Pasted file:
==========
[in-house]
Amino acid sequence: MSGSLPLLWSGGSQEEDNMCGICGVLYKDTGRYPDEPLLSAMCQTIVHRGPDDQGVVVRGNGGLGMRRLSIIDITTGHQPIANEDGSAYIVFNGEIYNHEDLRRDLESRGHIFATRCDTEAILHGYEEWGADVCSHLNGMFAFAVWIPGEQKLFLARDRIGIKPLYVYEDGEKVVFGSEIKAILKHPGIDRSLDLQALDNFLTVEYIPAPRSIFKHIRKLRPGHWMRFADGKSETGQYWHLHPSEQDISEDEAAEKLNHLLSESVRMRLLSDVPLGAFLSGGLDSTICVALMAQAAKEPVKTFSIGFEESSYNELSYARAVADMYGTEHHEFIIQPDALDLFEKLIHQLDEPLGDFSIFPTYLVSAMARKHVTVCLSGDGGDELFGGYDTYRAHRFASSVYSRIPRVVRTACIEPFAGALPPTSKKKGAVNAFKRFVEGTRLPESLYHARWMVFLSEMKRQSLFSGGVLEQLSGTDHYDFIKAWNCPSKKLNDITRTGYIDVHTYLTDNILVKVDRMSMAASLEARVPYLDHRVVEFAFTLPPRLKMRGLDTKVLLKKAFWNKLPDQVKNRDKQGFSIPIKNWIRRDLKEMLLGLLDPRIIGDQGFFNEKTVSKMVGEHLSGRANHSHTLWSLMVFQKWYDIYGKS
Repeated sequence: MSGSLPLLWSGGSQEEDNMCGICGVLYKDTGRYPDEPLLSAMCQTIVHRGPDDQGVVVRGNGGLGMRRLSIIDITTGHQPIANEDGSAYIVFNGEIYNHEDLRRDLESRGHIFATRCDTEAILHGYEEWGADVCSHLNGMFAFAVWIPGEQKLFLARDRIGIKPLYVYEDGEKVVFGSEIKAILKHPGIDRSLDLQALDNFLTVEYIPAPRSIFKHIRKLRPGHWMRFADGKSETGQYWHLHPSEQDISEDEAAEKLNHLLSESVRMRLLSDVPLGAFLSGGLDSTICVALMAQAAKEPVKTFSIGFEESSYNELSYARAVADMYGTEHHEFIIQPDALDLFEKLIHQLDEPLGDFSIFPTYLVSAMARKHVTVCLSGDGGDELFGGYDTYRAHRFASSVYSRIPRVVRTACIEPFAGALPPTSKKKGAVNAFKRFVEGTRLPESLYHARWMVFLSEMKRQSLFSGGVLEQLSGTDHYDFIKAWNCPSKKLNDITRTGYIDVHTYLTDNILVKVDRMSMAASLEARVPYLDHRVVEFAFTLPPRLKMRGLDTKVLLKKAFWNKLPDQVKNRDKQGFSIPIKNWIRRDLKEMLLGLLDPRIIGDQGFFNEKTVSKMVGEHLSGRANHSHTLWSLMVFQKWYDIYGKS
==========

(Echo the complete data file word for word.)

[in-house]
Amino acid sequence: MSGSLPLLWSGGSQEEDNMCGICGVLYKDTGRYPDEPLLSAMCQTIVHRGPDDQGVVVRGNGGLGMRRLSIIDITTGHQPIANEDGSAYIVFNGEIYNHEDLRRDLESRGHIFATRCDTEAILHGYEEWGADVCSHLNGMFAFAVWIPGEQKLFLARDRIGIKPLYVYEDGEKVVFGSEIKAILKHPGIDRSLDLQALDNFLTVEYIPAPRSIFKHIRKLRPGHWMRFADGKSETGQYWHLHPSEQDISEDEAAEKLNHLLSESVRMRLLSDVPLGAFLSGGLDSTICVALMAQAAKEPVKTFSIGFEESSYNELSYARAVADMYGTEHHEFIIQPDALDLFEKLIHQLDEPLGDFSIFPTYLVSAMARKHVTVCLSGDGGDELFGGYDTYRAHRFASSVYSRIPRVVRTACIEPFAGALPPTSKKKGAVNAFKRFVEGTRLPESLYHARWMVFLSEMKRQSLFSGGVLEQLSGTDHYDFIKAWNCPSKKLNDITRTGYIDVHTYLTDNILVKVDRMSMAASLEARVPYLDHRVVEFAFTLPPRLKMRGLDTKVLLKKAFWNKLPDQVKNRDKQGFSIPIKNWIRRDLKEMLLGLLDPRIIGDQGFFNEKTVSKMVGEHLSGRANHSHTLWSLMVFQKWYDIYGKS
Repeated sequence: MSGSLPLLWSGGSQEEDNMCGICGVLYKDTGRYPDEPLLSAMCQTIVHRGPDDQGVVVRGNGGLGMRRLSIIDITTGHQPIANEDGSAYIVFNGEIYNHEDLRRDLESRGHIFATRCDTEAILHGYEEWGADVCSHLNGMFAFAVWIPGEQKLFLARDRIGIKPLYVYEDGEKVVFGSEIKAILKHPGIDRSLDLQALDNFLTVEYIPAPRSIFKHIRKLRPGHWMRFADGKSETGQYWHLHPSEQDISEDEAAEKLNHLLSESVRMRLLSDVPLGAFLSGGLDSTICVALMAQAAKEPVKTFSIGFEESSYNELSYARAVADMYGTEHHEFIIQPDALDLFEKLIHQLDEPLGDFSIFPTYLVSAMARKHVTVCLSGDGGDELFGGYDTYRAHRFASSVYSRIPRVVRTACIEPFAGALPPTSKKKGAVNAFKRFVEGTRLPESLYHARWMVFLSEMKRQSLFSGGVLEQLSGTDHYDFIKAWNCPSKKLNDITRTGYIDVHTYLTDNILVKVDRMSMAASLEARVPYLDHRVVEFAFTLPPRLKMRGLDTKVLLKKAFWNKLPDQVKNRDKQGFSIPIKNWIRRDLKEMLLGLLDPRIIGDQGFFNEKTVSKMVGEHLSGRANHSHTLWSLMVFQKWYDIYGKS